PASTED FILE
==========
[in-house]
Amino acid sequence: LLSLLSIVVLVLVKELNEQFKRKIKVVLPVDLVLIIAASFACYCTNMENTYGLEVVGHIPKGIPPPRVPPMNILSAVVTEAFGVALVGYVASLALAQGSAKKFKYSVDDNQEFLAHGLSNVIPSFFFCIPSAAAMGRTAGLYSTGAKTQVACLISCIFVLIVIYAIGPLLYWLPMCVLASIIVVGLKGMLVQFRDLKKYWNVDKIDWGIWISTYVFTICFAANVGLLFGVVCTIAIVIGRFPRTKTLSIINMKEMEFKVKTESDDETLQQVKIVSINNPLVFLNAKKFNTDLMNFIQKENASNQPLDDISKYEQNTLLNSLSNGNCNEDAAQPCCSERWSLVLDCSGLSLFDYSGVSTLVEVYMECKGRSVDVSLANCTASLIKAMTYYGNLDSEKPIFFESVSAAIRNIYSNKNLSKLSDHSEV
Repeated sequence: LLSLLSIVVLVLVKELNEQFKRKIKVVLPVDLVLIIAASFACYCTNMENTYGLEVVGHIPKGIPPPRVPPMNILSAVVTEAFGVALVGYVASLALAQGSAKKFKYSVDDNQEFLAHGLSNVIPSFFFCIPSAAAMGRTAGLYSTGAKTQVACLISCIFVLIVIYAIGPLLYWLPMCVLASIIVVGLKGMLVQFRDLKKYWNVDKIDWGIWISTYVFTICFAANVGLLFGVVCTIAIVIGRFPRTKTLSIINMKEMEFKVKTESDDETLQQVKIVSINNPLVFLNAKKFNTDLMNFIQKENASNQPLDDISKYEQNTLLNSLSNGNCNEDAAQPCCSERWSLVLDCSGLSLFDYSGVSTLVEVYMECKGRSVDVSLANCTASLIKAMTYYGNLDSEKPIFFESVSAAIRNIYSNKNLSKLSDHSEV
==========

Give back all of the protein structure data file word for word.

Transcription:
[in-house]
Amino acid sequence: LLSLLSIVVLVLVKELNEQFKRKIKVVLPVDLVLIIAASFACYCTNMENTYGLEVVGHIPKGIPPPRVPPMNILSAVVTEAFGVALVGYVASLALAQGSAKKFKYSVDDNQEFLAHGLSNVIPSFFFCIPSAAAMGRTAGLYSTGAKTQVACLISCIFVLIVIYAIGPLLYWLPMCVLASIIVVGLKGMLVQFRDLKKYWNVDKIDWGIWISTYVFTICFAANVGLLFGVVCTIAIVIGRFPRTKTLSIINMKEMEFKVKTESDDETLQQVKIVSINNPLVFLNAKKFNTDLMNFIQKENASNQPLDDISKYEQNTLLNSLSNGNCNEDAAQPCCSERWSLVLDCSGLSLFDYSGVSTLVEVYMECKGRSVDVSLANCTASLIKAMTYYGNLDSEKPIFFESVSAAIRNIYSNKNLSKLSDHSEV
Repeated sequence: LLSLLSIVVLVLVKELNEQFKRKIKVVLPVDLVLIIAASFACYCTNMENTYGLEVVGHIPKGIPPPRVPPMNILSAVVTEAFGVALVGYVASLALAQGSAKKFKYSVDDNQEFLAHGLSNVIPSFFFCIPSAAAMGRTAGLYSTGAKTQVACLISCIFVLIVIYAIGPLLYWLPMCVLASIIVVGLKGMLVQFRDLKKYWNVDKIDWGIWISTYVFTICFAANVGLLFGVVCTIAIVIGRFPRTKTLSIINMKEMEFKVKTESDDETLQQVKIVSINNPLVFLNAKKFNTDLMNFIQKENASNQPLDDISKYEQNTLLNSLSNGNCNEDAAQPCCSERWSLVLDCSGLSLFDYSGVSTLVEVYMECKGRSVDVSLANCTASLIKAMTYYGNLDSEKPIFFESVSAAIRNIYSNKNLSKLSDHSEV